A new governance pact was imposed from the top, under which competition or dissent against presidential power were taboo for Russian elites. The business sector yearned for order, fearful of losing the properties they had acquired (and not always legitimately) in the 90s. As did the masses, interested in maintaining security, jobs and State benefits. Even the "loyal opposition," in order to enjoy a subordinate role within the regime, favoured authoritarian stability rather than democratic development. In the official political discourse, terms like "dictatorship of the law" (i.e., the vigorous interference by justice and police authorities in public life) superseded the notion and practice of the democratic rule of law, and managed democracy eclipsed political pluralism.
After two consecutive periods of Putin came the presidency of Medvedev (2008-2012), who sought a better balance between pro-openness technocrats and members of the security apparatus within the Kremlin elite. He announced an economic opening up to technological innovation and foreign investment, a less closed political system, and improved relations with the West. His time in office revealed the limits of authoritarian modernization —limited to the economic sphere and, to a lesser degree, to the public administration— without political liberalization, and with Putin as the power behind the throne.
While the openness rhetoric generated unmet expectations in the middle class, and in Europe and the US, under President Medvedev’s constitutional reform extended presidential and parliamentary terms, thereby strengthening the group in power. By September 2011, with the consent of a pliant president, Putin announced his return to the presidential sphere, with the political stability and structure built over a period of almost 12 years. The response of a major segment of the public shook, at least momentarily, Putin's hegemony, which ushered in a new, more authoritarian stage of the Russian regime.
The Putin system
In the view of many experts in Russian affairs, autocracy is a constant in the Euroasian country's history. This way of conceiving and exercising power takes the form of a strong State able to respond to the demands for security, redistribution and modernization heard in the country ever since the 16th century. This has favored, from Ivan the Terrible down to today, the recurrence of a personalized, militaristic and imperial power concentrating all the nation's human and material resources.
In this century this model has taken the form of a competitive authoritarianism in which autocratic power increasingly advances to the detriment of the population's civil and political rights. This is a regime with a civil facade under which democratic institutions (elections, a parliament, parties) formally exist, but officialdom owns and wields a wide arsenal of resources (electoral manipulation, control of the media, the abuse of public resources, forms of repression and mobilization), tilting the scales in its favor.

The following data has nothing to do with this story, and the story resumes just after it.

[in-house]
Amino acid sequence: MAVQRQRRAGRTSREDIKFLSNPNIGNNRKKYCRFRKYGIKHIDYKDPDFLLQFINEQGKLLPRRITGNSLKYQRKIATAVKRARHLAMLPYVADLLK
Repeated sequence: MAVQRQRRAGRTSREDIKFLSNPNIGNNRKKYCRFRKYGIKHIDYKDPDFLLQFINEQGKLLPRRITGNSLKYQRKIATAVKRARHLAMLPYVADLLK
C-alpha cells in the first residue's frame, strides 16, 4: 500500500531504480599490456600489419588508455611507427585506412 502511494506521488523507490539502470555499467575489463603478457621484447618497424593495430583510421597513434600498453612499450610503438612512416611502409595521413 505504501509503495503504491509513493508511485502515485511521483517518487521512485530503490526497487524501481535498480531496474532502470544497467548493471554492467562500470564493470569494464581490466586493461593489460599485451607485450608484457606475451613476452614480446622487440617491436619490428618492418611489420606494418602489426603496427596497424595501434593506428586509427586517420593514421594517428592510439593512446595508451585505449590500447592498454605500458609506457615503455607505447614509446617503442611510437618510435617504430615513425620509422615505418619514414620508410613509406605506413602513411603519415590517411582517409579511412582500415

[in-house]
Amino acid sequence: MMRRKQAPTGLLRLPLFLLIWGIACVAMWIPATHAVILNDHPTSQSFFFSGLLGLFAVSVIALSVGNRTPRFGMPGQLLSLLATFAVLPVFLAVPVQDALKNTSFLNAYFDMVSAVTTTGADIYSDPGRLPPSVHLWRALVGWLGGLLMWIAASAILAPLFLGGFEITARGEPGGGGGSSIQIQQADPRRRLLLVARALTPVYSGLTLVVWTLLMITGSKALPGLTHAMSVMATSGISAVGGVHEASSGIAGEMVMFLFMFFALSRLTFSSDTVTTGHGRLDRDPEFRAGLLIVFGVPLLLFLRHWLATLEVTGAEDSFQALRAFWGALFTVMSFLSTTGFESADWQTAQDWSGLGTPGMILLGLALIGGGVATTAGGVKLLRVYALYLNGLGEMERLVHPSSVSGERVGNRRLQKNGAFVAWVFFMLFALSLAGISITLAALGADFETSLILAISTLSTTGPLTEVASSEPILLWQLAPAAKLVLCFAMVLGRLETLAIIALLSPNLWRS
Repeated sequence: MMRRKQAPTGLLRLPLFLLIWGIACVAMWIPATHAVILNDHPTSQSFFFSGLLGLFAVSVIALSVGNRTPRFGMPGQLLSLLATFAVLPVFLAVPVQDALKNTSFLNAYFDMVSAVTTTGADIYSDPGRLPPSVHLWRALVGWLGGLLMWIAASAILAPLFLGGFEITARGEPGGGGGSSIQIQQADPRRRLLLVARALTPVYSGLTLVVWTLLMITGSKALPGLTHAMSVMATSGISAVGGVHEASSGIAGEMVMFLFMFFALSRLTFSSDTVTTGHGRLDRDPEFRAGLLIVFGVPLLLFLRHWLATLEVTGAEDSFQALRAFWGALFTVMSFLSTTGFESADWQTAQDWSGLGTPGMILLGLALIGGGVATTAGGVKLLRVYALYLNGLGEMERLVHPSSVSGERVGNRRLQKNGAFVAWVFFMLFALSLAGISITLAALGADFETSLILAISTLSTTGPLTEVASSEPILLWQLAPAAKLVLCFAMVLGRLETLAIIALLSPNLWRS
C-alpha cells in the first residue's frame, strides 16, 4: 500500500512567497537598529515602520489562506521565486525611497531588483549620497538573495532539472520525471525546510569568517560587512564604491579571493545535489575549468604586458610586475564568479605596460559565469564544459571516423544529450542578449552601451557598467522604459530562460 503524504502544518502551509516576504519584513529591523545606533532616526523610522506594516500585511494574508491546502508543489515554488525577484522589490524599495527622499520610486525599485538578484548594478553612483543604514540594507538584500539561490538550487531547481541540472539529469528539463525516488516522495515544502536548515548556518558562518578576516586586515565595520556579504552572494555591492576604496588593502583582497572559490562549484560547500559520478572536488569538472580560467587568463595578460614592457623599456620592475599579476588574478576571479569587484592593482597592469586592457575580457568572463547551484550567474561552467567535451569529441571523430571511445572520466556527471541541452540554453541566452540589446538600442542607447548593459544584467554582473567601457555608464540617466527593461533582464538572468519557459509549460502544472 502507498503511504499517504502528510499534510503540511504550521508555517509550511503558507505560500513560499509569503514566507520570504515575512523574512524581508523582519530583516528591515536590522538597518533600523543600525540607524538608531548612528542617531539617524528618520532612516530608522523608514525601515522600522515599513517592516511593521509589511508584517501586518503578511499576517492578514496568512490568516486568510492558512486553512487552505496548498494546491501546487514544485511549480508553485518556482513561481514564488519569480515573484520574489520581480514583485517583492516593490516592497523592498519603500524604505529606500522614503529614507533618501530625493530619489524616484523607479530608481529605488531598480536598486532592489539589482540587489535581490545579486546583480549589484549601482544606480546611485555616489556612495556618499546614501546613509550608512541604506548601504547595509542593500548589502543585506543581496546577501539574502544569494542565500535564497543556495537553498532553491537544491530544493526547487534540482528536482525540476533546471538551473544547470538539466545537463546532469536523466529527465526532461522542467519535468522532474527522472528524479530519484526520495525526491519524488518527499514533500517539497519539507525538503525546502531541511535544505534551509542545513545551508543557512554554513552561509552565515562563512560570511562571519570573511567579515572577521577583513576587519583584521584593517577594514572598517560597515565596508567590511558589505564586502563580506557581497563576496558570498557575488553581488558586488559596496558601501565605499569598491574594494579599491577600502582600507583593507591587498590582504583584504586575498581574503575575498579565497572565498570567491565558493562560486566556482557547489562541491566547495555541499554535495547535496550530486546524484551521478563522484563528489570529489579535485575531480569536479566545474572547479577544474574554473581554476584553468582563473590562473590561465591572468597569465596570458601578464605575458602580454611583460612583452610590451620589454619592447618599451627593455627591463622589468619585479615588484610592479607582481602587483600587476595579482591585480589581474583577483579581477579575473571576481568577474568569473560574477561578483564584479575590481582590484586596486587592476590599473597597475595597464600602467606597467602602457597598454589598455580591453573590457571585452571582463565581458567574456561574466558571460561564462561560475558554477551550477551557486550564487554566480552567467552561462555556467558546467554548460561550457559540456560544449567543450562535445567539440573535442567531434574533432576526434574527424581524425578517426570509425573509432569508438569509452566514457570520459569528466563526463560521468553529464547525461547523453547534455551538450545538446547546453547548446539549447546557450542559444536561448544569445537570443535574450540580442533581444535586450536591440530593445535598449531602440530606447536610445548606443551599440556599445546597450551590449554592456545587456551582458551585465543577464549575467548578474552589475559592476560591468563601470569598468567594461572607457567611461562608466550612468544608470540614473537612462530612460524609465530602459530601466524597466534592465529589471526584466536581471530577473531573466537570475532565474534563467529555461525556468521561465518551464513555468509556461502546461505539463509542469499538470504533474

Under the Putin system, the president makes all the key decisions, supported by security and armed forces. The president is surrounded by a web of extra-institutional forms of governance, shielded by his entourage hailing from the former KGB, sections of the bureaucracy, and regional chiefs, all heeding values of loyalty, kinship, or territorial or occupational origin. While this kind of personalism aggravates the institutional drawbacks of the Russian state, in the short term its serves to allocate resources, mobilize allies, and ensure loyalty to power and the regime’s survival.
Old features from the Soviet era —men promoted for their loyalty rather than their performance, administrative and police methods to deal with dissenters— combine today with the extension of social patronage and the participation of various groups interested in a slice of the public revenues distributed by the state.
Given the State's control over much of the economy —especially the production of hydrocarbons and the defense industry— and the rampant obsession with obtaining and retaining politically-dependent public positions , it is no surprise that Vladimir Vladimirovich has been popular for so long. And he has only been bolstered, circumstantially, by the wave of nationalism and xenophobic desire for revenge generated after the crisis and occupation of Crimea. In this way, the concoction of repression, patronage and propaganda has cooked up a peculiar political stew in Russia, in which discredited democracy is not an appetizing ingredient for large segments of the population.